Urgent need highlighted for greater palliative care in NSW
Sydney doctors and members of the Australian Catholic Medical Association specialising in the field of palliative care have spoken out strongly against any move to implement euthanasia laws in NSW at a series of talks at the Bankstown parish of St Felix De Valois.
The series titled ‘Euthanasia, dying and the dignity of the human person’, was held over three weeks and included talks from a theological perspective, a medical perspective and a political and legal perspective.
Michael McHugh, a nurse with experience in geriatrics and palliative care was strongly opposed to euthanasia, saying he prayed for his patients to remember their purpose and meaning.
“I am against euthanasia as it is clear to me that it is a dysfunctional response to the deepest questions we could ask ourselves,” said Michael McHugh. “[Euthanasia] is evidence of a society that has lost its soul and only finds satisfaction in self-indulgence, self-gratification, or escape and distraction.
“Every person, even if they can’t see it has a deeper purpose. I pray for my patients, and I encourage them to find a mission or a purpose for their last days because I know they deserve the best.”
Mr McHugh was joined by Sr Cecilia MacKay of the Little Sisters of the Poor at Randwick, Dr Lynn Lim, a palliative care doctor and Dr Charbel Beijani a palliative care doctor who came together to offer input from a variety of medical perspectives.
St Felix De Valois Assistant parish priest Fr Ronnie Maree kicked off the talks with the theological perspective, and Archdiocesan Director, Public Affairs and Engagement Monica Doumit rounded out the series with a talk on the political and legal perspective.
The series came shortly after Independent Sydney MP Alex Greenwich delivered a private member’s statement informing parliament of his intent to present legislation legalising euthanasia in New South Wales in September. Euthanasia has now been legalised in Victoria, WA, Tasmania and New Zealand, with South Australia expected to vote soon on similar legislation and the Queensland Government announcing legislation last week.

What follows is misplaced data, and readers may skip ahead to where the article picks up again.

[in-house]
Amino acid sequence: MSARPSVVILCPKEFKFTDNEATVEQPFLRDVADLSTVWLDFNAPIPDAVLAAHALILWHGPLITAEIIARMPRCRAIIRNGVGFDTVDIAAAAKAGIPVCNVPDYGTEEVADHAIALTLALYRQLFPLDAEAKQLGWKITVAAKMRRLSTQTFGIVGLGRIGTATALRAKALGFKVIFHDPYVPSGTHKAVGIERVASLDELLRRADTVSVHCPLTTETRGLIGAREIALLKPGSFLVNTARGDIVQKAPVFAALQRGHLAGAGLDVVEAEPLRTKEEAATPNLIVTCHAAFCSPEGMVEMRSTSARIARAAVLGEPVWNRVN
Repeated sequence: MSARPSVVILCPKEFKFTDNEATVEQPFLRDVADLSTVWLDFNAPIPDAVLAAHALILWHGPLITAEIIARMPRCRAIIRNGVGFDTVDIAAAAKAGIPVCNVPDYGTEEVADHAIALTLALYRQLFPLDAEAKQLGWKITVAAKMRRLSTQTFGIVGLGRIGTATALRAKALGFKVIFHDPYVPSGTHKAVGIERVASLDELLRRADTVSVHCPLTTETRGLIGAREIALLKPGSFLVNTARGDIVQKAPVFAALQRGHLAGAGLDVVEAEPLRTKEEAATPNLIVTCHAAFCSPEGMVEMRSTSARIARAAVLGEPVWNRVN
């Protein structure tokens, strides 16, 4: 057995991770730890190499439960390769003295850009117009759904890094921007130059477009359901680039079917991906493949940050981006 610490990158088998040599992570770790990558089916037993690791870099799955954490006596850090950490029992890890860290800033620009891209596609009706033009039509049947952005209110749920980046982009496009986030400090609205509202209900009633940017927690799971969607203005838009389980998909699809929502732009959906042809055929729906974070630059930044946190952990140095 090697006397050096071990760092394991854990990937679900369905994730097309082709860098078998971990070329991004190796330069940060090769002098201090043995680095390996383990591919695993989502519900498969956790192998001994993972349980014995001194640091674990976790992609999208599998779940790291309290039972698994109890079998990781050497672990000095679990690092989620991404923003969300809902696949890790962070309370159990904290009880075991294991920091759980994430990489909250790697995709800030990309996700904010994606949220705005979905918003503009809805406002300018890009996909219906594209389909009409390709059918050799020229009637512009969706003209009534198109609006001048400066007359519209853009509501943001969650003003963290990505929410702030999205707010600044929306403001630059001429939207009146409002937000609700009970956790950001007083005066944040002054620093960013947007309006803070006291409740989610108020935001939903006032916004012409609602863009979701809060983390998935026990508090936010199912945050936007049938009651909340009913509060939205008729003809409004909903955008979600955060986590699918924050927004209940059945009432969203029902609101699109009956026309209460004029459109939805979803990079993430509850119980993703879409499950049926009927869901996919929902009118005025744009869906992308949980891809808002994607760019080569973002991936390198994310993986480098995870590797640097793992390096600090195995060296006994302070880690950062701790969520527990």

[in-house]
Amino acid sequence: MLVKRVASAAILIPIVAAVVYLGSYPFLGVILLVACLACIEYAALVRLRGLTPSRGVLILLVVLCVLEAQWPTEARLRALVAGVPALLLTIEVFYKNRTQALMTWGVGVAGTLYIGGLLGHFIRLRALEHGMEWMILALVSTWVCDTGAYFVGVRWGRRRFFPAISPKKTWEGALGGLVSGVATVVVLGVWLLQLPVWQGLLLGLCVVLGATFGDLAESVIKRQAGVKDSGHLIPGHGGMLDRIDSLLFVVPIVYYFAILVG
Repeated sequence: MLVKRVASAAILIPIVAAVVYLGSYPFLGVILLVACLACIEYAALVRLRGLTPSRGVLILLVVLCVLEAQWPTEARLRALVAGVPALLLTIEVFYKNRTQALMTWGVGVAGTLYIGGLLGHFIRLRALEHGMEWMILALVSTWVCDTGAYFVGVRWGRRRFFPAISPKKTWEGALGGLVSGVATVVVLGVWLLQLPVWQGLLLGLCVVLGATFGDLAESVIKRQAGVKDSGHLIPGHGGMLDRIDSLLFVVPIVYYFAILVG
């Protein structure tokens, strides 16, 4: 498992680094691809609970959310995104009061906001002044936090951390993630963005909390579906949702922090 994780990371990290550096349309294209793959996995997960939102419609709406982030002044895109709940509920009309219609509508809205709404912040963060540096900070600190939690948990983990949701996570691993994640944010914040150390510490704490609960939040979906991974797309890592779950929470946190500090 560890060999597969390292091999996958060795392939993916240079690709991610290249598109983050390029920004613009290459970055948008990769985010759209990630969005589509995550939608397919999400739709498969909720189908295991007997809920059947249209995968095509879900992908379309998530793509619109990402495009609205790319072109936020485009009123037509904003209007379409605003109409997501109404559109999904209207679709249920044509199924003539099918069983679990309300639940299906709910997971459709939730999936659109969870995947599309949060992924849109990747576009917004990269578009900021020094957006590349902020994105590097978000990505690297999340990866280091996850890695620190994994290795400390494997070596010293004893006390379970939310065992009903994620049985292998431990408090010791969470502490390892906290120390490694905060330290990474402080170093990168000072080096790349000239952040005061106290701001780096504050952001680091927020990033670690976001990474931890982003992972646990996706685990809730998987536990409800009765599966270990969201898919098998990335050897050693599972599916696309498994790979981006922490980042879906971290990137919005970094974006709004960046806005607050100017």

Any legislation introduced to the NSW parliament would place pressure on the Berejiklian government to uphold their promised that there will be no more conscience votes during this term of government.
During the first week of the series at St Felix De Valois organised by the parish youth team, Fr Ronnie Maree spoke on the theological perspective of the euthanasia debate with a talk titled ‘What is Euthanasia? Suffering and Dignity, Living Well and Dying Well’.
“You could tell by the number of questions we received, and because we simply didn’t have the time for everyone’s questions each week that there is real thirst to learn more about this subject,” said Fr. Ronnie. “The three weeks gave us an opportunity to look at every aspect of the topic. It’s a topic that you just can’t convey properly in one article or a five minute homily, but people really enjoyed the depth in which we were able to explore it.”
Fr Ronnie also commented on the powerful messages the medical panel was able to deliver on current treatments and alternatives to euthanasia, noting how common misunderstandings were answered during their talks.
“It was remarkable how little the panel of medical experts that spoke in week two, talked about euthanasia itself, speaking instead of the power and importance of their own work in palliative care. They were able to address and answer the misconceptions and fears that lead to euthanasia being considered by patients.”
The final week of the series, a talk given by Monica Doumit, addressed the topic from a political and legal perspective, looking at some of the often overlooked consequences of euthanasia legalisation. Ms Doumit said she was encouraged by the turnout to hear the talks and the level of engagement from audience members, particularly the next generation of young Catholics.
“It was so edifying to be part of this wonderful initiative from Father Ronnie and the St Felix Youth team,” said Ms. Doumit. “The high levels of engagement of those who attended was clearly evident from the number of thoughtful questions that were asked, and the discussion that went on at the end of each evening.”
“It was especially pleasing to see so many of the staff and seminarians from the Seminary of the Good Shepherd come along; their attendance was a powerful witness to the importance of this issue, and the care and concern of the Church’s pastors and future pastors for the care of our most vulnerable.”
Euthanasia has now been legalised in Victoria, WA, Tasmania and New Zealand, with South Australia expected to vote soon on similar legislation and the Queensland Government announcing legislation last week.
Any legislation introduced to the NSW parliament would place pressure on the Berejiklian government to uphold their promise that there will be no more conscience votes during this term of government.